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Tuesday, October 26, 2010

True Names

Family and friends have names for places that never show up on a map. Sometimes there's something about a place that sticks out. Mosquito Island is one such place. It's a really beautiful island on a large isolated lake. We camp there either right after the ice out, or in the fall after a hard frost. During the warm months, it's a mosquito breeding zone. We made the mistake of camping there in the summer. The blood loss was terrible.

Then there's the Comfy Swamp. The moss is so thick it's like walking on mattresses.

Brown Mountain isn't called that on the maps. A small group of people maintain a secret trail to the top of the mountain. One guy even packed up plywood and 2x4s to build a tent platform. None of us use the real name when talking about the mountain. It's out little secret. It's a fairly short hike with killer views -and almost no one but our group goes there.

Then there are places named after things that no longer exist: The Red Barn (gone for at least 50 years,) The Horse Hovel, (40 years ago there were a few timbers remaining on the location,) Desolation Hollow (both the name of an old hunting camp and the land around it.) Most of the people who remember those things are gone. Their kids still use the place names. When they are gone, the names will most likely disappear too.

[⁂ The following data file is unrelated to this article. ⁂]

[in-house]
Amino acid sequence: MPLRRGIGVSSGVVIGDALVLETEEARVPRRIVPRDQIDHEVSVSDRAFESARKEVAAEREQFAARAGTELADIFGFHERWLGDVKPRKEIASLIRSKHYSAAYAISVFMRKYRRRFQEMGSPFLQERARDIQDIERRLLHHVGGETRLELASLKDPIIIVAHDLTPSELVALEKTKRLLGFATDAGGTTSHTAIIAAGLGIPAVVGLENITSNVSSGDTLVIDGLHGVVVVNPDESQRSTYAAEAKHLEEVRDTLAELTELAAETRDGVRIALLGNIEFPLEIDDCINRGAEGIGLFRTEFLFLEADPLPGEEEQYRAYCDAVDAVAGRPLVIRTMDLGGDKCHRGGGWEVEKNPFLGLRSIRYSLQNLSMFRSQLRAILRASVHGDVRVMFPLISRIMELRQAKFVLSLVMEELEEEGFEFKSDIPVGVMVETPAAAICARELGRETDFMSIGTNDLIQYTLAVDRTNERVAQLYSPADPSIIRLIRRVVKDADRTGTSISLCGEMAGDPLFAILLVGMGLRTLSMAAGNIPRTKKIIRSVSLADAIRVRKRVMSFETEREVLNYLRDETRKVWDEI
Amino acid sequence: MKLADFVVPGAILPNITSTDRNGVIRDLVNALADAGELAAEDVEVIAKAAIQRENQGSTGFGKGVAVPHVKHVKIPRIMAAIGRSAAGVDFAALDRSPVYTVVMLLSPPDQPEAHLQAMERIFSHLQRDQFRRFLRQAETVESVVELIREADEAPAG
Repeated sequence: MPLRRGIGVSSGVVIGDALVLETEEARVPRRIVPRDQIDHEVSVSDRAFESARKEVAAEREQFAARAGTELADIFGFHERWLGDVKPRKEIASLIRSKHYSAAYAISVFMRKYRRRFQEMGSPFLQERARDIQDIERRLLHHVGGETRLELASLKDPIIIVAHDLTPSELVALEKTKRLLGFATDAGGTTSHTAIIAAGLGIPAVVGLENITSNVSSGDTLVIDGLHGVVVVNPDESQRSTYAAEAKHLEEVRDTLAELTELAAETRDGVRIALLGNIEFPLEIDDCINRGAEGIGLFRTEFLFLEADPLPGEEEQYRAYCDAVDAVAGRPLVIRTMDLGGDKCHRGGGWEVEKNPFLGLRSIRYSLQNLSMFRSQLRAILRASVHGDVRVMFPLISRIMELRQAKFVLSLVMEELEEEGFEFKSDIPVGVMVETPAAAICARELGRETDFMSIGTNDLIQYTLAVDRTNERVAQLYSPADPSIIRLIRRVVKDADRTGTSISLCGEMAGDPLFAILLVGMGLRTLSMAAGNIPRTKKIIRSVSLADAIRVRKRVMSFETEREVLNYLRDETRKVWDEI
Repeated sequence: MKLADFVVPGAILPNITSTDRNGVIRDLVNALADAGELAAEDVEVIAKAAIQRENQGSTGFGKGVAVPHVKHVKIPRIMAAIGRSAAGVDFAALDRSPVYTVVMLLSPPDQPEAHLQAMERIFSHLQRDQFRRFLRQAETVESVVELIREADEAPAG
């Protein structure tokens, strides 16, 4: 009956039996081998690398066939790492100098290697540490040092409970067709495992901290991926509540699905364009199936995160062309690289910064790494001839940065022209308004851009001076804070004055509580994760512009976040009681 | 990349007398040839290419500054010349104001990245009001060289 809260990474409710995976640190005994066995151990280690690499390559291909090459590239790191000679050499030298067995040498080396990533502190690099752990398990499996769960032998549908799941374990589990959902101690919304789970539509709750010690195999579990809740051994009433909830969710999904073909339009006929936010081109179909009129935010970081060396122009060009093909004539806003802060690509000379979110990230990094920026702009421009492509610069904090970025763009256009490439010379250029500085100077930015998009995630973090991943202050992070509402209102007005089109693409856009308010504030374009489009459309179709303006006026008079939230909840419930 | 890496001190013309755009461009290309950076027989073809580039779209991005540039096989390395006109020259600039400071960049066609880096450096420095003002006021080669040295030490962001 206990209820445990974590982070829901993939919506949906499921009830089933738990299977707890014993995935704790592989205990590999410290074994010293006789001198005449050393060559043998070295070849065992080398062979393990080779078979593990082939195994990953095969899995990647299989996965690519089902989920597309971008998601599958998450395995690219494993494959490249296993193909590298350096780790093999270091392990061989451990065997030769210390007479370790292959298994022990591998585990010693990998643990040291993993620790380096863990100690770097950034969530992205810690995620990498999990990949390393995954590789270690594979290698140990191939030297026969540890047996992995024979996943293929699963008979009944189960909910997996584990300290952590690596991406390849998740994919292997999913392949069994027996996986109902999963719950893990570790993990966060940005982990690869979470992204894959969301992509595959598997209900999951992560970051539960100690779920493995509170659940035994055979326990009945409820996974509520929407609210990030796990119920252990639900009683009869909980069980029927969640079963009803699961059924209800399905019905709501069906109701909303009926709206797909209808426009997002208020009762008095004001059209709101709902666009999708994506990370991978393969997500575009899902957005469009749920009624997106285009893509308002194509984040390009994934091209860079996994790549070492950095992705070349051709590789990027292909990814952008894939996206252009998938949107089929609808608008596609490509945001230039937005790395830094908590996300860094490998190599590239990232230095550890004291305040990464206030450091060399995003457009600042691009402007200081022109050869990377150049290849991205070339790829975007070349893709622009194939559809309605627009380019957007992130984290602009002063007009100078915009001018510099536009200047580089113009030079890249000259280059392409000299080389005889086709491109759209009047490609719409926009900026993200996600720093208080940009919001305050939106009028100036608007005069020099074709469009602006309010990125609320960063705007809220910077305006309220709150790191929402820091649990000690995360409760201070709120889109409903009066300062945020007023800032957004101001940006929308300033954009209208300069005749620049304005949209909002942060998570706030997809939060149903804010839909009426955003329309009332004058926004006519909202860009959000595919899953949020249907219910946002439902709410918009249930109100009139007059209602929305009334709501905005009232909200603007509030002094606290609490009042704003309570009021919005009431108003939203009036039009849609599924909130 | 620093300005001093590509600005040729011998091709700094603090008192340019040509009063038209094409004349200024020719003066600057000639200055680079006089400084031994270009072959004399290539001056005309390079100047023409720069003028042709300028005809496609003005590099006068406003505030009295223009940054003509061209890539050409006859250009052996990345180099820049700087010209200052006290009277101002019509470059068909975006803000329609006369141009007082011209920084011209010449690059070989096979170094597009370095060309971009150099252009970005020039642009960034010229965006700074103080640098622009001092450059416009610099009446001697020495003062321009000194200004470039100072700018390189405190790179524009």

Primitive people believed there was power in names. I think they might have been right.



  1. "Coyote Hill", "Rattlesnake Canyon", "Wilson's House", and "The Udy Place" are family names for places in our area. The first two are named after memorable meetings with animals in those spots, the second two are named after people that lived there 30+ years ago.

    Names do have power.

  2. Love your post today. It brings back a lot great memories of places I have known by names other than the formal ones. Thanks.

  3. We have a lot of spots like that, on and off the water. "Redeye", "the flats", "sulfer road", "the boat hole", "9 mile hole", "dead man's hole", and one of my favorites which is a towering black offshore oil rig known as "Darth Vader".

  4. We used to live in a semi-rural spot with only two exits out, both of which could flood. We called one the Kessel Run (with a mud whump in it) and the other was Death Blossom (lots of serious nearly u-turn spots). The tiny stream by our house was Blitz Creek.

    We also have a family tradition that is several generations old. All the children of our family have had their bare feet dipped in a particular freshwater spring at a young age. This is a very serious tradition that we think was begun by a Native American ancestor. However, this spring is - as most are anymore - a fragile site. So, we never speak its name to outsiders.